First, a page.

UKOUG is all for Oracle’s fresh face

Image of Richard Pepper speaking at the UKOUG 23 conference

The UKOUG 23 conference has taken place at Oracle’s Thames Valley site in Reading, with the independent user group celebrating 40 years of supporting Oracle users in the UK region.

The group has praised Oracle’s work to ‘freshen up’ its reputation as a hard-line, product-led vendor, as Big Red continues to soften its approach to customer service, reacting to the rise of SaaS delivery requirements.

Welcoming over 100 businesses to the event, UKOUG president, Richard Pepper, and member advocate for applications, James Herbert, kicked off the day one keynote and invited Oracle’s UK country leader, Siobhan Wilson, Nick Wallace, UK head of Oracle cloud sales, and Kelly Pierce, senior director for strategy and transformation for healthcare at Oracle, to the stage for a discussion panel.

Wilson, commenting on the aftermath of Oracle Cloud World, said on the panel: “We’re now looking at how we can help our customers much more. We were selling products, we’re now selling an experience. We’re reorientating our company to be a customer-first organization – because of the move to the cloud, we’re not selling a product, we’re selling a service.”

Pierce added, “Definitely from a public sector and healthcare experience that’s really, really important. It’s to walk in people’s shoes and to really inject empathy into what you’re doing and I know we’re mirroring that across all our industries.”

For Pierce, Oracle’s ongoing work with Cerner post-acquisition is feeding into this mission: “It’s coming to that detail that’s so important to put back into healthcare and it massively excites me. This is our time to do it. The acquisition really does mean we can try to cut out so much administration of clinical staff and give that back to patient care.”

What the user group thinks

Oracle paints a rosy picture and it’s one definitely welcomed by UKOUG, though the group admits there is still work to do. Catching up with Pepper and Herbert, they share that, for the user group, it’s a great step in the right direction, with ongoing Oracle and independent customer support needed to ensure successful implementation journeys to the cloud. Also expressed was the need for additional ongoing support for users remaining on or transitioning from on-premises software, highlighting that ongoing requirement for an easier cloud transition.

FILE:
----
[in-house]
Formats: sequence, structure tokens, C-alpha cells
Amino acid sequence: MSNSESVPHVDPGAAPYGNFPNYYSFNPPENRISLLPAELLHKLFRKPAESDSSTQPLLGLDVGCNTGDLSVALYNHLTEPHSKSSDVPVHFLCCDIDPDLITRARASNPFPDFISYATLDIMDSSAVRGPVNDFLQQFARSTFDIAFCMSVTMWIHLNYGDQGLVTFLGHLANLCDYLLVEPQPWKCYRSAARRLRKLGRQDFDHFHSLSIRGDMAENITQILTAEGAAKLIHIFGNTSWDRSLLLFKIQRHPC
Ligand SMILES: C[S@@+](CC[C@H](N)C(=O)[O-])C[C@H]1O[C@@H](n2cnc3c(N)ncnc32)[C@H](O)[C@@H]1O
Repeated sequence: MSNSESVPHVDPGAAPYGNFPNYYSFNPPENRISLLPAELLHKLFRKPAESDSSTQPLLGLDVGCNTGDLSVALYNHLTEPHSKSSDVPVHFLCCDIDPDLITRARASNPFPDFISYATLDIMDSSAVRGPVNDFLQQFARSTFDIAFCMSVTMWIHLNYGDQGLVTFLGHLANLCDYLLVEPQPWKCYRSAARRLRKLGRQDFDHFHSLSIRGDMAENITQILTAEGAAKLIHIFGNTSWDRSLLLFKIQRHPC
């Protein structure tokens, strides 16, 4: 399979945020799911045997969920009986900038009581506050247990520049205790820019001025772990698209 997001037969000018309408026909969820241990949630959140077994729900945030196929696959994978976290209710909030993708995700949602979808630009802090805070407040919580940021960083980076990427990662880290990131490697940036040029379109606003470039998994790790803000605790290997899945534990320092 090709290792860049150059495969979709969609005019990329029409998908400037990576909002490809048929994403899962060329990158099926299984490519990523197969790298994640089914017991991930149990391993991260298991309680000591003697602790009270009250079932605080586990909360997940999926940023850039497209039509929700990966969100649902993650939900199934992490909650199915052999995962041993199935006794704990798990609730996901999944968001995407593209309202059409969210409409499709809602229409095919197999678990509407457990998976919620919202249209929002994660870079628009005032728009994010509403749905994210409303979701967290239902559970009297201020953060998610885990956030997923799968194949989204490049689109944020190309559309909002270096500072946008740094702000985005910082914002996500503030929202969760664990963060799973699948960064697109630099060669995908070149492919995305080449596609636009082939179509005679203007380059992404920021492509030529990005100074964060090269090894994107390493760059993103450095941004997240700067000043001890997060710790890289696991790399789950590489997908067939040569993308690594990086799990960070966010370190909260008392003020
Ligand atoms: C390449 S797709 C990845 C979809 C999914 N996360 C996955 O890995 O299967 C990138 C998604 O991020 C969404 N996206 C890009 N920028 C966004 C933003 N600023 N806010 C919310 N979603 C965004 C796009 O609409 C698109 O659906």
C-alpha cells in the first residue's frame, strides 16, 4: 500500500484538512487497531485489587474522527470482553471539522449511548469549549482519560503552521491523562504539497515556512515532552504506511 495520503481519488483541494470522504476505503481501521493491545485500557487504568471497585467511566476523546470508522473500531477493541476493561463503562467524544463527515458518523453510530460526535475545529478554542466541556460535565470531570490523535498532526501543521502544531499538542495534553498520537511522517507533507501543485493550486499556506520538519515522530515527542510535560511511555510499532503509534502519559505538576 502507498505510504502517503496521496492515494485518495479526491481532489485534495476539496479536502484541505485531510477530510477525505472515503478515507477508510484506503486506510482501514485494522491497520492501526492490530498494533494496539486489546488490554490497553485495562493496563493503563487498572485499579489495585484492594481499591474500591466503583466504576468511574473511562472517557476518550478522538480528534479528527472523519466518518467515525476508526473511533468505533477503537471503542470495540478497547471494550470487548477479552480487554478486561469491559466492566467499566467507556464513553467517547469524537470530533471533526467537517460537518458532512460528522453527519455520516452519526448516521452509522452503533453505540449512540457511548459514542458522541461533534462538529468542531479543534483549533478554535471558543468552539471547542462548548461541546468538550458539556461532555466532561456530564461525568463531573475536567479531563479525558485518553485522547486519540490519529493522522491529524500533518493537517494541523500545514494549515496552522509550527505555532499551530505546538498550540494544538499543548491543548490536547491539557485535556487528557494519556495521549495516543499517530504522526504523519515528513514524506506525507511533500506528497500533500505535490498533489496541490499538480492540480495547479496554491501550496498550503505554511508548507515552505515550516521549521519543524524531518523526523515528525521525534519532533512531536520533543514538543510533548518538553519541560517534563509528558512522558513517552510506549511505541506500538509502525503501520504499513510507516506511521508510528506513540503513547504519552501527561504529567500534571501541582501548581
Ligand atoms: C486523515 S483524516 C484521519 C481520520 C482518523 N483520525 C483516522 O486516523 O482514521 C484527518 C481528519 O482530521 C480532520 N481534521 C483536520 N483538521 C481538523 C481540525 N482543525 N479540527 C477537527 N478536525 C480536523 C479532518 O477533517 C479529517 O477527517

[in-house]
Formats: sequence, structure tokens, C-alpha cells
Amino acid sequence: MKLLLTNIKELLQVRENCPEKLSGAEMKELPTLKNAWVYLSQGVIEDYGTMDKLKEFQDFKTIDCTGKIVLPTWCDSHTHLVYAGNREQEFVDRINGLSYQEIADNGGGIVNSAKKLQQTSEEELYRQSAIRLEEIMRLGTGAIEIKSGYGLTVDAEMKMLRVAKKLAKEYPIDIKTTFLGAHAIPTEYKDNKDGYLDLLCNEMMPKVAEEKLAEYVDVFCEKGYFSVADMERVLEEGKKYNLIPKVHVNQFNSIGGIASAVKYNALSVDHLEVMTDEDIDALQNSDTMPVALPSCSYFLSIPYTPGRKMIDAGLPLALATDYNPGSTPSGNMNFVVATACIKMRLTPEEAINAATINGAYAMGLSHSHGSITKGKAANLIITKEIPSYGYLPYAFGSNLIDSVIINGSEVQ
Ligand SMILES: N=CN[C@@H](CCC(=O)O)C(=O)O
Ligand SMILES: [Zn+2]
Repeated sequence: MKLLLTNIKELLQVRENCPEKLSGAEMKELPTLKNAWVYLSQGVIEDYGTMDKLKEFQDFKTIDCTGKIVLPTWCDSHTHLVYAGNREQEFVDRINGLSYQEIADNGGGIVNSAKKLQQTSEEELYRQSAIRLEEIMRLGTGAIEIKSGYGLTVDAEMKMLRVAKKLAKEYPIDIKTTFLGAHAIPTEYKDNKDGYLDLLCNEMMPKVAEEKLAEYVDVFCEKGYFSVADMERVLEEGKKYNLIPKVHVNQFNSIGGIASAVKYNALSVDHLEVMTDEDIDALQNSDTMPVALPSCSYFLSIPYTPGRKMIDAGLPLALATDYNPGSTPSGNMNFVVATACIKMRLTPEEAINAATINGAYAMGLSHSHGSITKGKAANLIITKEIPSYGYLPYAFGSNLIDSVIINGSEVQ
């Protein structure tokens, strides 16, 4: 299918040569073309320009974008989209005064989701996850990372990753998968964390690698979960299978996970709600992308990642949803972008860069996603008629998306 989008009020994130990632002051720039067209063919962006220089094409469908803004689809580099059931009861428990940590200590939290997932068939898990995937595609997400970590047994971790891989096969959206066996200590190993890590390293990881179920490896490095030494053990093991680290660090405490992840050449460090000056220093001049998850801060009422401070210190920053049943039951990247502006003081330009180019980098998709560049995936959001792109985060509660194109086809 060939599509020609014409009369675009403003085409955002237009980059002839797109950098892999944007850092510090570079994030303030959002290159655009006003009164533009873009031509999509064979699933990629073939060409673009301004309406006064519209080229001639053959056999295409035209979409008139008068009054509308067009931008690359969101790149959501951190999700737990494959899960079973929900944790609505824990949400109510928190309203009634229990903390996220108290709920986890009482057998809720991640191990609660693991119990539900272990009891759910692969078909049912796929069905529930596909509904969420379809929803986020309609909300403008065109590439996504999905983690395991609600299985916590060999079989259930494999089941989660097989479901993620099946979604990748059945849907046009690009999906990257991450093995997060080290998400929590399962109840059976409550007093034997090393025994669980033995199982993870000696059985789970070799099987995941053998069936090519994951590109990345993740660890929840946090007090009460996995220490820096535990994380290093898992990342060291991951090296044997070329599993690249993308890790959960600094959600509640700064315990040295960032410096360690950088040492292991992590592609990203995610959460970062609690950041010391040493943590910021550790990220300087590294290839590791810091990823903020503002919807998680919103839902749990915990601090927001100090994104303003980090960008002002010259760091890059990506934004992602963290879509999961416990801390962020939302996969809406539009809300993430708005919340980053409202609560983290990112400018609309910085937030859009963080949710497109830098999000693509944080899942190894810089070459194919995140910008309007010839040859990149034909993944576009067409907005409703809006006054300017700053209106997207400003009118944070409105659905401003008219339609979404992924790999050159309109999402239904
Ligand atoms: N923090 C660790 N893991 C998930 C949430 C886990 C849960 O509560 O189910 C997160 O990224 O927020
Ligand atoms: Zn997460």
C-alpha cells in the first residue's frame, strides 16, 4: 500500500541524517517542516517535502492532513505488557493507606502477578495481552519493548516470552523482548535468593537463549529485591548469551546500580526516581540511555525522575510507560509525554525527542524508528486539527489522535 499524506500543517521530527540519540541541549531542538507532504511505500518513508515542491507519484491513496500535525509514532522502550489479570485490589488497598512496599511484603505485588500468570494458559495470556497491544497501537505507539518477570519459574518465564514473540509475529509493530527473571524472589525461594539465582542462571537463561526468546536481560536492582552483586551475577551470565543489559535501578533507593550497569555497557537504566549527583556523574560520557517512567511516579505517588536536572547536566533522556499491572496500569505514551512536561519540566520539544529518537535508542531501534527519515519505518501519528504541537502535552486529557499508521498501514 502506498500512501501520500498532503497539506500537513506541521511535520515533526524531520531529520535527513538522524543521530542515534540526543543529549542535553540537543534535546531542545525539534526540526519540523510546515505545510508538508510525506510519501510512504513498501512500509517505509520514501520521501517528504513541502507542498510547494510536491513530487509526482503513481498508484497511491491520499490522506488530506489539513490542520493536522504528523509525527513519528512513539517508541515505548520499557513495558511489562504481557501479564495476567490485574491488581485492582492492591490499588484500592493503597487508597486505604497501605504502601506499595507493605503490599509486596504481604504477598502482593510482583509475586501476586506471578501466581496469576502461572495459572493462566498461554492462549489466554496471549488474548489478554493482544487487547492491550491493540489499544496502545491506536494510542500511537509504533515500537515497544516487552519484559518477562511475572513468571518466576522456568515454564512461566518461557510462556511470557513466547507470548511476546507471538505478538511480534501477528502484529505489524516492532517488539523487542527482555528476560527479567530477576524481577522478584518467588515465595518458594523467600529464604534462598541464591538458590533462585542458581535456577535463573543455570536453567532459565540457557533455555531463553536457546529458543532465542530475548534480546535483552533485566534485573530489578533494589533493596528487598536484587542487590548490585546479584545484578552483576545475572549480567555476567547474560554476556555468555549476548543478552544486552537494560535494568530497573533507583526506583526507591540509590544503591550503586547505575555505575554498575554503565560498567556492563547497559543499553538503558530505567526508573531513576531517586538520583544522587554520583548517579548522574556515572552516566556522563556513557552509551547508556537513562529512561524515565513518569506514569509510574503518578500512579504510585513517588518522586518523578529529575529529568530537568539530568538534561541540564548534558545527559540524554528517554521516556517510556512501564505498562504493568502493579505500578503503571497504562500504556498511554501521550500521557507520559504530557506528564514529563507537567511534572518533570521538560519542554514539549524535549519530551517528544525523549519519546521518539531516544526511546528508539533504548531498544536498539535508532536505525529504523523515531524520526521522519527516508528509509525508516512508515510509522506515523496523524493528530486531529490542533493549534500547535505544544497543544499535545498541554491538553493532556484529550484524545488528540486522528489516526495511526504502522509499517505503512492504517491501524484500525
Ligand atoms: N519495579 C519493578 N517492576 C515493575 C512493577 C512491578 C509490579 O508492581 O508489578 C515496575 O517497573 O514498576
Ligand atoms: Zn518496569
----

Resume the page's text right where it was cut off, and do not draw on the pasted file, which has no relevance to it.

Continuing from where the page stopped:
“Oracle was famous for being a very tech-heavy company, all about databases. But now implementing the SaaS model has meant that it’s about adoption. It’s about best practice and that needs an approach of change management, transformation and changing how the businesses works.

You change how a business works with people, who talk to other friendly informed people that are senior influences, the CIOs and the CFOs in organizations,” said Pepper.

“There are now 14,000 customers on Oracle Cloud, it’s very successful. Every company will eventually go to the cloud. The product is very good, but it’s the journey of that product where things can start to fail. You’re always going to get a couple that don’t go right.”

Herbert is clear that the journey to ongoing digital development still isn’t always easy: “An awful lot of Oracle Application customers are sitting on the old generation or absent limited product sets. They’re all going to go on this journey, some folks have been on it already – they’re the ones that maybe have the glint in the eye, or that thousand-yard stare look. But it’s sharing that experience, having that independent experience, which gives other organizations the confidence.”

Across the two days, the user group hosted talks across the Oracle campus, with Herbert sharing: “The rooms are full where the end users are telling their stories. It’s got its ups and downs, it’s a rollercoaster. The part of the user group is to tell you what the ups and downs are, because Oracle won’t, for Oracle, everything is awesome. We’ve got people who have been there, done that and got the T-shirts and so can say, this is what works, this is what didn’t and here’s what we learned.”